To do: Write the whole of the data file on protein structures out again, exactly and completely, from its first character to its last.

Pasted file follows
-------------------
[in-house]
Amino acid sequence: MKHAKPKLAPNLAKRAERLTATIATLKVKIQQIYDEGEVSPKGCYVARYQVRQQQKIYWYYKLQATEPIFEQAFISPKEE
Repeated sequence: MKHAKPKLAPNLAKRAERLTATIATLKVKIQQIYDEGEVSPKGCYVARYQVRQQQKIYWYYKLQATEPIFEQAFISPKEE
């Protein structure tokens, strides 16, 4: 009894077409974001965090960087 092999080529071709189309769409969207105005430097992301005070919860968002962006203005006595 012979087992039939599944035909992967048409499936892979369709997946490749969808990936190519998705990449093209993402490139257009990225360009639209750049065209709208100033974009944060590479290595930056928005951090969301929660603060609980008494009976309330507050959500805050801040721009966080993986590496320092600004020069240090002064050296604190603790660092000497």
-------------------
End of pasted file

[in-house]
Amino acid sequence: MKHAKPKLAPNLAKRAERLTATIATLKVKIQQIYDEGEVSPKGCYVARYQVRQQQKIYWYYKLQATEPIFEQAFISPKEE
Repeated sequence: MKHAKPKLAPNLAKRAERLTATIATLKVKIQQIYDEGEVSPKGCYVARYQVRQQQKIYWYYKLQATEPIFEQAFISPKEE
């Protein structure tokens, strides 16, 4: 009894077409974001965090960087 092999080529071709189309769409969207105005430097992301005070919860968002962006203005006595 012979087992039939599944035909992967048409499936892979369709997946490749969808990936190519998705990449093209993402490139257009990225360009639209750049065209709208100033974009944060590479290595930056928005951090969301929660603060609980008494009976309330507050959500805050801040721009966080993986590496320092600004020069240090002064050296604190603790660092000497």